Journal Contributor George Green writes:
I was born in a village called Newbottle (strange name that, as I am often found asking for one), in 1952. I grew up in post-WII North East England during the 50's and can even remember rationing still being in place.
I attended Houghton-le-Spring Grammar School during the 60's and had aspirations to becoming an astronaut (!) or some sort of technical person. I of course stayed up all night and watched Neil and Buzz walking on the surface of the moon.
It was at that time I became interested in electronics and actually attempted to launch a home-built rocket from my parents' back yard by remote control! I had constructed a panel in the manner of the ones at Canaveral (Kennedy, then), complete with a large display panel showing countdown status, commit and ignition times. A timer circuit from the 60's British mag Practical Electronics was at the heart of the matter and as it counted down from 3 mins, the indicators came onto the display in my upstairs bedroom and culminated in it sending a couple of amps from my Triang train transformer down to the rocket in the garden which contained some thin fuse wire I had pinched from school!! This ignited the rocket (made from an empty metal tube which used to house solder, filled with a mixture of Sodium Chlorate and sugar - the former being sold in garden shops as weed killer in those days..... wonder if it still is? Lo and behold, the thing didn't work but looked great blasting the hell out of my father's cabbages. However I had followed all the countdown etiquette, which included weather... I actually 'waved off' two Sunday morning launches until conditions seemed right!
Anyway, I ended up at teacher's college and did a year of mathematics teaching at a colliery village in England, just as the Apollo programme was closing and the Skylab one starting. I had followed the Apollo program from start to finish, and recall walking up a tiny little street in a fishing village on the Italian Riviera just after the 13 incident, hoping that the programme would not be halted. It was with great satisfaction that, back at college, I watched the Apollo 14 and 15 missions being the success that they were in 1971.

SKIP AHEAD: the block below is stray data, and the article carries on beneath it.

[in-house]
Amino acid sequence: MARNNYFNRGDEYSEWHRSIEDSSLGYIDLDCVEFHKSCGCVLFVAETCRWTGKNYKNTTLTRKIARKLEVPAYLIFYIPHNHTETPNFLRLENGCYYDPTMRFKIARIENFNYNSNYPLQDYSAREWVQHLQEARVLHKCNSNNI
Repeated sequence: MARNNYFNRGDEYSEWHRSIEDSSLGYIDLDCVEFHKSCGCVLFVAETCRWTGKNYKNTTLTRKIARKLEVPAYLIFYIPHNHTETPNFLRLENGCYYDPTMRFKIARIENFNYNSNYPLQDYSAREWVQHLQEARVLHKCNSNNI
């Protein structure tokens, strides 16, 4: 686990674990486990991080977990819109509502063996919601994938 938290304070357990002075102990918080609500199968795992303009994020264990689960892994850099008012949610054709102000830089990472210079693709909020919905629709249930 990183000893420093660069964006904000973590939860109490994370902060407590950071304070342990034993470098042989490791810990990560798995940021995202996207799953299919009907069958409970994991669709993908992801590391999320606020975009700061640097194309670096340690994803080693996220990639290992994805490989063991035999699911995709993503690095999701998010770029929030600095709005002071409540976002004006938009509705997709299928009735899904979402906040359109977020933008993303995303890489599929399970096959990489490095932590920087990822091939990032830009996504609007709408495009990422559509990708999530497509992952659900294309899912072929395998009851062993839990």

In 1974 I secured a job with the New South Wales Department of School Education, Australia, and left the UK and my parents (I was their only son) on my twenty-second birthday. I told them I would go for two years, check it out, and if I did not like it, return to England. It is now the Year 2000 and I am still here, with a Geophysics degree and three daughters later, so I guess I like it here at the Antipodes.
Obviously there are a lot of things that have happened, both in my life and in the global space programmes, but I guess we all could write books. However, the resource that Eric Jones has established here is something timeless and priceless to those of us looking to the future and journeying to the planets and beyond. I wish I'd had access to this material twenty years ago! To all of you Apollo astronauts, thank you for the contribution you made to the human race. You were brave and committed people, and I wish I could have been part of it all.
George Green (48), Physics Teacher, Wollongong, NSW, Australia.